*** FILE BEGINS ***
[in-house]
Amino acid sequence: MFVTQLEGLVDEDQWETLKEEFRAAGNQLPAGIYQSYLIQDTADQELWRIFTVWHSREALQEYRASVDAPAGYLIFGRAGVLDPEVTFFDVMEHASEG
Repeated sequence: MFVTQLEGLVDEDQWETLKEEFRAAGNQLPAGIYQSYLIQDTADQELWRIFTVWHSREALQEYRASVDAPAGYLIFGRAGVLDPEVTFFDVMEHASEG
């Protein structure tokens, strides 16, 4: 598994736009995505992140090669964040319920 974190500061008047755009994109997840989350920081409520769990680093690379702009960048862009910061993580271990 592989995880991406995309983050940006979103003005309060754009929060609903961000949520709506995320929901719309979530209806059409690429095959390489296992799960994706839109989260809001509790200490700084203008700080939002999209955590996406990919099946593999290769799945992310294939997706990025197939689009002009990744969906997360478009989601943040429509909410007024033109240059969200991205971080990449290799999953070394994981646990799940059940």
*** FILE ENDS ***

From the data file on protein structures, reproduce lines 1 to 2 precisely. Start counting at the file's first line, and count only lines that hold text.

[in-house]
Amino acid sequence: MFVTQLEGLVDEDQWETLKEEFRAAGNQLPAGIYQSYLIQDTADQELWRIFTVWHSREALQEYRASVDAPAGYLIFGRAGVLDPEVTFFDVMEHASEG